Buying oxyacetylene tanks -- advice needed

I'm a newcomer to gas welding, and am looking for some advice on buying oxyacetylene tanks.

I found a private party selling a used set of tanks. It sounds like a reasonable deal. But, what should I look for? Should there be any papers that come with the tanks stating they've passed pressure testing? If I remember right, I recall hearing that tanks need to pass inspection periodically. If they don't come with proof of testing, is that a deal breaker?

Also, any visual signs I might want to check for, or any other advice would be greatly appreciated. Thanks!


- Jamie

The Moon is Waxing Crescent (9% of Full)

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Reply to
Ioan Barladeanu

Reply to
Thomas Kendrick

I don't trust buying used tanks from individuals, I buy my tanks from one welding supplier. The cost for my tanks was around 475.00, when I need a refill I take them back and they exchange them for full tanks for around 65.00 for the oxy and 90 for the acetylene.

I've wondered if I pay too much myself, let us know how it goes. Sam

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You can certainly save some money buying welding cylinders used, but it is also risky. Welding cylinders come in two flavors: owner and rental. Lots of cylinders out there on the used market are actually rental cylinders, owned by a welding gas company.

In fact, when you buy a tank, you buy rights to a tank. When it's empty, you take it to a welding supply and swap it for a full one and just pay for the gas. It isn't any fun at all to have the guy wheel your cylinders inside and then come walking back out to tell you "Those are rental cylinders - we can't swap them out for you. Thanks for bringing them back." You have no recourse and you feel like you were punched in the stomach. (Don't ask how I learned this!)

What I suggest is to talk to a guy at a welding supply, and have his store's phone number in your cellphone memory when you go look at the tanks. If there is any raised lettering around the neck ring, call the welding supply and ask if they're rental cylinders. Of course, if the seller has the paperwork that proves they're owner cylinders, that's another story.

When you do get your cylinders, however you get them, the first time you swap them out for full ones I strongly suggest you save the receipt as it ends all discussion about owner/rental issues.

Finally, around here, if you get a cash account at the welding supply store, you can often get a pretty significant discount and it becomes not that much cheaper to buy cylinders from the welding supply, especially now that prices on craigslist have shot up due to the zero cost of advertising.


Reply to
Grant Erwin

Tanks 101:

  1. It depends upon the size: 60 cu ft or less are "owned" bottles. Greater than 80 are leased. 80 can be either. Rarely, large bottles are owned e.g., military surplus. Large bottles will have a collar with the owners name on it.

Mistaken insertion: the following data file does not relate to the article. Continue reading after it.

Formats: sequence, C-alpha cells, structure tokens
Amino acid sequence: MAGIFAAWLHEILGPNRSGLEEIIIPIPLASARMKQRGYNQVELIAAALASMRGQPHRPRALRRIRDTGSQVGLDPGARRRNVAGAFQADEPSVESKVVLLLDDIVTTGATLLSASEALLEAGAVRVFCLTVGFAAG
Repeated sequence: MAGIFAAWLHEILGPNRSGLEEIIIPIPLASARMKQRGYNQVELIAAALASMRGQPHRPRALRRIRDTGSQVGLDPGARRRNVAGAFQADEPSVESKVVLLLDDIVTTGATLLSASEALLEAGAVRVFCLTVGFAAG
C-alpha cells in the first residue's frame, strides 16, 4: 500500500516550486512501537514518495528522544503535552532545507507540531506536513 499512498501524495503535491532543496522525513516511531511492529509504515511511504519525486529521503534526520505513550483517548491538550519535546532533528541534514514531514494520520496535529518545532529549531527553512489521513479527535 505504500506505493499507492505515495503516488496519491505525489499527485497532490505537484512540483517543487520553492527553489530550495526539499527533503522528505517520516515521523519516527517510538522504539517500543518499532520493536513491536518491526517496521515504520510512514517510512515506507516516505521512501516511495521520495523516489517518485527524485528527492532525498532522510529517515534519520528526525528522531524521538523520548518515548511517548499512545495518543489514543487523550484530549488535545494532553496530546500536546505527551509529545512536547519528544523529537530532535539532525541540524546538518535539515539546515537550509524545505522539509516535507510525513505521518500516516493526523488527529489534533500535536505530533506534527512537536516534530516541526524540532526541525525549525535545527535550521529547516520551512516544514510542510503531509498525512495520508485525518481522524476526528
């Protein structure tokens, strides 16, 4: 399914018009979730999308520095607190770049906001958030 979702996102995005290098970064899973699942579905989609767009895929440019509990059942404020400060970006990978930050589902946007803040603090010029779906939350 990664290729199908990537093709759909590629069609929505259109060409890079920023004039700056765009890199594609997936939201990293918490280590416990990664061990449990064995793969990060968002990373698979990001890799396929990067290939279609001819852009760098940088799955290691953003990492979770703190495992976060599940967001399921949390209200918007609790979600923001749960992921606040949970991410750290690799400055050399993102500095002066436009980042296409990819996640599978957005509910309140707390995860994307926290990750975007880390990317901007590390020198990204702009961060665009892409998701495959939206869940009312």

1. Gas suppliers usually just exchange bottles: you leave your empty and take a full one.

  2. My supplier doesn't care about certification. YMMV.

  1. Small bottles are just exchanged no questions asked (they are always owned). Large bottles are assumed to be leased and you take them back to the lessee. Anywhere else will refuse them and may confiscate them if you don't have the lease or bill of sale for those rare owned large ones.

HTH, Bob

Reply to
Bob Engelhardt

Greetings Jamie, Before I bought some used cylinders I wrote down the info stamped on the cylinders and called my gas supplier (Central Welding) for advice. They told me the following: Here in Washington State they basically use two types of cylinders. They are called "Owner cylinders" and "Leased cylinders". The cylinders are in different sizes so that there is no need to look at what is stamped on the cylinder. For example, an Owner cylinder may come in the 80 cubic foot size and the comparable Leased cylinder will come in the 100 cubic foot size. You want the Owner cylinders. When I get my cylinders filled I trade them in for full ones rather than wait for them to be filled. Not only is it faster, it is cheaper also. When you keep your cylinder always eventually it will need to be hydrotested. You will have to pay for this. When you trade in your empty cylinder for a full one the gas supplier takes care of the hydrotesting. So even when I buy a new cylinder, all pretty with new paint and all, when it is empty I trade it in for a full ugly cylinder. ERS

Reply to
Eric R Snow

And I have to ask. Is it OK to transport the Acetylene tank laying down ?

Bill K7NOM

Jamie wrote:

Reply to
Bill Janssen

The other replies are all of the map because the trade practices in each regional area are all over the map and each dealer practice is all over the map. You will just have to call around to the various dealers and see what they have to say. Prepare to be completely confused. My take on what I've seen;

In general, the smaller tanks are owned, larger are leased/rental. Lots of gray are in the medium sized (122 cubic ft O2, 125 acetelyne)

Rental is a bad way to go, you pay a monthly charge of perhaps $1.50 to $2.00, full payout is set for 5 years.

Leasing can be good or bad. I have a lease where I pay a deposit, I swap the tanks when empty. If I want to get out of the lease, I bring the tank back and they give me my deposit back. I'm happy either way. One of the other dealers in town has a 5 year lease. Pay a deposit, you get the tanks for 5 years. At the end of the 5 years the dealer keeps the deposit. (!!!!)

Purchased tanks are problematic. My neighbor owned a pair of tanks. When he needed a fill he brought them >

Reply to

Read through the rest of the responses, everyone's hitting little pieces of the full answer... ;-)

The "always customer owned" cylinders usually are under 3' tall - the B and MC size acetylene, and 50CF and smaller oxygen are safe to say "owned". If they own larger tanks, they'll have paperwork from the local welding supplier with them stating so. And the leased tanks are usually permanently marked on the neck ring as to the company that owns them, call them for more information.